Step 1: Create application

To set up the example application, you'll use the Amazon CLI and Git to create the Amazon resources you'll need.

To create the application
  1. Sign in to Amazon.

  2. Install Git and install the Amazon Serverless Application Model CLI on your local machine.

  3. Create a new directory, and then navigate to that directory in a terminal.

  4. At the command line, enter git clone

  5. At the command line run the following command:

    cd ./amazon-eventbridge-producer-consumer-example sam deploy --guided
  6. In the terminal, do the following:

    1. For Stack Name, enter a name for the stack. For example, name the stack Test.

    2. For AWS Region, enter the Region. For example, us-west-2.

    3. For Confirm changes before deploy, enter Y.

    4. For Allow SAM CLI IAM role creation, enter Y

    5. For Save arguments to configuration file, enter Y

    6. For SAM configuration file, enter samconfig.toml.

    7. For SAM configuration environment, enter default.

Step 2: Run application

Now that you've set up the resources, you'll use the console to test the functions.

To run the application
  1. Open the Lambda console in the same Region where you deployed the Amazon SAM application.

  2. There are four Lambda functions with the prefix atm-demo. Select the atmProducerFn function, then choose Actions, Test.

  3. Enter Test for the Name.

  4. Choose Test.

Step 3: Check the logs and verify the application works

Now that you've run the application, you'll use the console to check the CloudWatch Logs.

To check the logs
  1. Open the CloudWatch console in the same Region where you ran the Amazon SAM application.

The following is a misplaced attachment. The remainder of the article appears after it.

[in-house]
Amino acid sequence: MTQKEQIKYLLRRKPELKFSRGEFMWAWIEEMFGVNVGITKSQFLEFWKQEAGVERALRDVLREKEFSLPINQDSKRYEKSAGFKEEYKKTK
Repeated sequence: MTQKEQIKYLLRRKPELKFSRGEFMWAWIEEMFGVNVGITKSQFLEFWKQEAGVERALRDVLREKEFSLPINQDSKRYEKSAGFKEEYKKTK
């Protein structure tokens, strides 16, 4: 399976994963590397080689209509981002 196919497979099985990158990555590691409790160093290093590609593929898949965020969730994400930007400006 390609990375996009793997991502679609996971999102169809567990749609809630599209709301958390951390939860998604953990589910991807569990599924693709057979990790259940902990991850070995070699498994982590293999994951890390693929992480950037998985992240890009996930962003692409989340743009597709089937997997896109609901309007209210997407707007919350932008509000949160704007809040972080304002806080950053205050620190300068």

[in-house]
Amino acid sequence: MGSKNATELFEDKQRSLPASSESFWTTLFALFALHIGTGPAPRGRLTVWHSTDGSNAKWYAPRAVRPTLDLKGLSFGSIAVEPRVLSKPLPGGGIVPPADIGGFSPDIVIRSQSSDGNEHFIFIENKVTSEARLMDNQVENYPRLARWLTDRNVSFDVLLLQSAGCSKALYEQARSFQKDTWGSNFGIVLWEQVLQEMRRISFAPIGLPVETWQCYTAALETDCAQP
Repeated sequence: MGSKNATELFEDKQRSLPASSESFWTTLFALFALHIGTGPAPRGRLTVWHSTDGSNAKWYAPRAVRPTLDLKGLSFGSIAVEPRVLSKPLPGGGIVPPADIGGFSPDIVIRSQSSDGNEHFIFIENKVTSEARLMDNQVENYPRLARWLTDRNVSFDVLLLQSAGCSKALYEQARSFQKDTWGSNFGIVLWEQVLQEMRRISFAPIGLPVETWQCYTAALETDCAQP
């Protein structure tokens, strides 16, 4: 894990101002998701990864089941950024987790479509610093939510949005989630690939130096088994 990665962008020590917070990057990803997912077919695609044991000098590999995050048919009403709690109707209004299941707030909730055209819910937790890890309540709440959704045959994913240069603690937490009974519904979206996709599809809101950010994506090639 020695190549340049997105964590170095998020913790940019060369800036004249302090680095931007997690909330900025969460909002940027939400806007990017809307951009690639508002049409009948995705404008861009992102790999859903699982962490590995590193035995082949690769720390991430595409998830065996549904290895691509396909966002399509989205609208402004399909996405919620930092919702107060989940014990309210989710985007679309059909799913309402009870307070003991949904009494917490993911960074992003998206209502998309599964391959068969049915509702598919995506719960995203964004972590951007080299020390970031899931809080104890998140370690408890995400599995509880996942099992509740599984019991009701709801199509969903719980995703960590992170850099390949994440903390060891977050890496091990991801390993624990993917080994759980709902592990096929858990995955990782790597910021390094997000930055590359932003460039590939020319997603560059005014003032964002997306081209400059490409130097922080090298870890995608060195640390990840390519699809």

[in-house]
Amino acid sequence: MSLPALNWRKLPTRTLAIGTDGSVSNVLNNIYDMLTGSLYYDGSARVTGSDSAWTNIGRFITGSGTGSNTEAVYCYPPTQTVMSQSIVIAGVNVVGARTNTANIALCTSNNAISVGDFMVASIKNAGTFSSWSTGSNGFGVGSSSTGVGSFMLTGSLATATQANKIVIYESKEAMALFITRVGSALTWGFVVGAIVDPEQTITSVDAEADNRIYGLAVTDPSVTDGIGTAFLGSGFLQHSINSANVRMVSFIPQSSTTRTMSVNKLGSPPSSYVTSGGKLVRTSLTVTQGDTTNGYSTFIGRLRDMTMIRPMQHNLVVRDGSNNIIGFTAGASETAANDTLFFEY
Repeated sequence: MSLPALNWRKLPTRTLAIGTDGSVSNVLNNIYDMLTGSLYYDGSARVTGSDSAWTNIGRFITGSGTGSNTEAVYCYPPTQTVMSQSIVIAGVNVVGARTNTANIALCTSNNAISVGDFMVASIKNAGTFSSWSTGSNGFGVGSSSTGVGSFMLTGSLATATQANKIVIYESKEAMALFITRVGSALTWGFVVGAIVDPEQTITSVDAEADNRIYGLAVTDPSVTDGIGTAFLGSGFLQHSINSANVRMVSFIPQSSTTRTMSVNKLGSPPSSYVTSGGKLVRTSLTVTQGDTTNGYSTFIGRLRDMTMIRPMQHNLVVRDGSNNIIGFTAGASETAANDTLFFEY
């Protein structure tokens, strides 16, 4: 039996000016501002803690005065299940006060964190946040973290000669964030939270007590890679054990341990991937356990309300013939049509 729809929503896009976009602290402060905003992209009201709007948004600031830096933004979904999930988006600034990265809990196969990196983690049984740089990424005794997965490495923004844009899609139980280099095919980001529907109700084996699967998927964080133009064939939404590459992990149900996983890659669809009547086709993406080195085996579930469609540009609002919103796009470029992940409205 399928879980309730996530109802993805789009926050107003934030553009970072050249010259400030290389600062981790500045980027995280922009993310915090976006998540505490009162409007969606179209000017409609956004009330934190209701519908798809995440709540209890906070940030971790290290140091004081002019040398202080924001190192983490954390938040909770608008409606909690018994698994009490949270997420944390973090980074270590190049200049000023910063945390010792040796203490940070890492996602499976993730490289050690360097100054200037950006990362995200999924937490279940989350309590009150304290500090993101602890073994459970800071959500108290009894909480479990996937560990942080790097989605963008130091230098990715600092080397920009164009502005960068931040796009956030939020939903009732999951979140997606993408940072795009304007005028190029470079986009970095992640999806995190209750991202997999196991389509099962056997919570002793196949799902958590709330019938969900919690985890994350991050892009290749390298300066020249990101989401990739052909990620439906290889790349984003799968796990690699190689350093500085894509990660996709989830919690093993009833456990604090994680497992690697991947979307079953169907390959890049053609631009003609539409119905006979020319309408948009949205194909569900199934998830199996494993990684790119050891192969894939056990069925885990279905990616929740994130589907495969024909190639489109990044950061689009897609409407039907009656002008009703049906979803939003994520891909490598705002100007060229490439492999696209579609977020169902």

2. Choose Logs, and then choose Log groups.

  3. Select the log group containing atmConsumerCase1. You see two streams representing the two transactions approved by the ATM. Choose a log stream to view the output.

  4. Navigate back to the list of log groups, and then select the log group containing atmConsumerCase2. You'll see two streams representing the two transactions matching the New York location filter.

  5. Navigate back to the list of log groups, and select the log group containing atmConsumerCase3. Open the stream to see the denied transactions.

Step 4: Clean up your resources

You can now delete the resources that you created for this tutorial, unless you want to retain them. By deleting Amazon resources that you are no longer using, you prevent unnecessary charges to your Amazon account.

To delete the EventBridge rule(s)
  1. Open the Rules page of the EventBridge console.

  2. Select the rule(s) that you created.

  3. Choose Delete.

  4. Choose Delete.

To delete the Lambda function(s)
  1. Open the Functions page of the Lambda console.

  2. Select the function(s) that you created.

  3. Choose Actions, Delete.

  4. Choose Delete.

To delete the CloudWatch Logs log group(s)
  1. Open the Cloudwatch console.

  2. Choose Logs, Log groups.

  3. Select the log group(s) that were created in this tutorial.

  4. Choose Actions, Delete log group(s).

  5. Choose Delete.